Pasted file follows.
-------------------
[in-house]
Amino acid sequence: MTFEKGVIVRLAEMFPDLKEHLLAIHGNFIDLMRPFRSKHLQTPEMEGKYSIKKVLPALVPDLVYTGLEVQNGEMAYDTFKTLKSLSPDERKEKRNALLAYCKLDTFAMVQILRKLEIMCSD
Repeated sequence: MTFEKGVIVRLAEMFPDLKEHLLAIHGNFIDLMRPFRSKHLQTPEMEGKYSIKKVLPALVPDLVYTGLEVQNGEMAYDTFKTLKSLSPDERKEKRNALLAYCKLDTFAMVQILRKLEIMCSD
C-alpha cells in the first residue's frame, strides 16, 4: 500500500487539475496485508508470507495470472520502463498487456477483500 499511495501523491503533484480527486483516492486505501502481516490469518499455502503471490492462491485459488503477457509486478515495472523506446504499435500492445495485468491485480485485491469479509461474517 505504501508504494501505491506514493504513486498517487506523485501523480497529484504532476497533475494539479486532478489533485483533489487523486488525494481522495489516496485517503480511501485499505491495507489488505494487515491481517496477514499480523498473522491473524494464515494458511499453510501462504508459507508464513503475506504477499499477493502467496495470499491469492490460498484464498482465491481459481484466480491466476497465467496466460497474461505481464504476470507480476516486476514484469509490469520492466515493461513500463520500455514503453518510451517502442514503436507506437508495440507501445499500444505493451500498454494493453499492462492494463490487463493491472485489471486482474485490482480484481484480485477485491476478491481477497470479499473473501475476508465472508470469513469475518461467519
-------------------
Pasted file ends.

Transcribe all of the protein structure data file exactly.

[in-house]
Amino acid sequence: MTFEKGVIVRLAEMFPDLKEHLLAIHGNFIDLMRPFRSKHLQTPEMEGKYSIKKVLPALVPDLVYTGLEVQNGEMAYDTFKTLKSLSPDERKEKRNALLAYCKLDTFAMVQILRKLEIMCSD
Repeated sequence: MTFEKGVIVRLAEMFPDLKEHLLAIHGNFIDLMRPFRSKHLQTPEMEGKYSIKKVLPALVPDLVYTGLEVQNGEMAYDTFKTLKSLSPDERKEKRNALLAYCKLDTFAMVQILRKLEIMCSD
C-alpha cells in the first residue's frame, strides 16, 4: 500500500487539475496485508508470507495470472520502463498487456477483500 499511495501523491503533484480527486483516492486505501502481516490469518499455502503471490492462491485459488503477457509486478515495472523506446504499435500492445495485468491485480485485491469479509461474517 505504501508504494501505491506514493504513486498517487506523485501523480497529484504532476497533475494539479486532478489533485483533489487523486488525494481522495489516496485517503480511501485499505491495507489488505494487515491481517496477514499480523498473522491473524494464515494458511499453510501462504508459507508464513503475506504477499499477493502467496495470499491469492490460498484464498482465491481459481484466480491466476497465467496466460497474461505481464504476470507480476516486476514484469509490469520492466515493461513500463520500455514503453518510451517502442514503436507506437508495440507501445499500444505493451500498454494493453499492462492494463490487463493491472485489471486482474485490482480484481484480485477485491476478491481477497470479499473473501475476508465472508470469513469475518461467519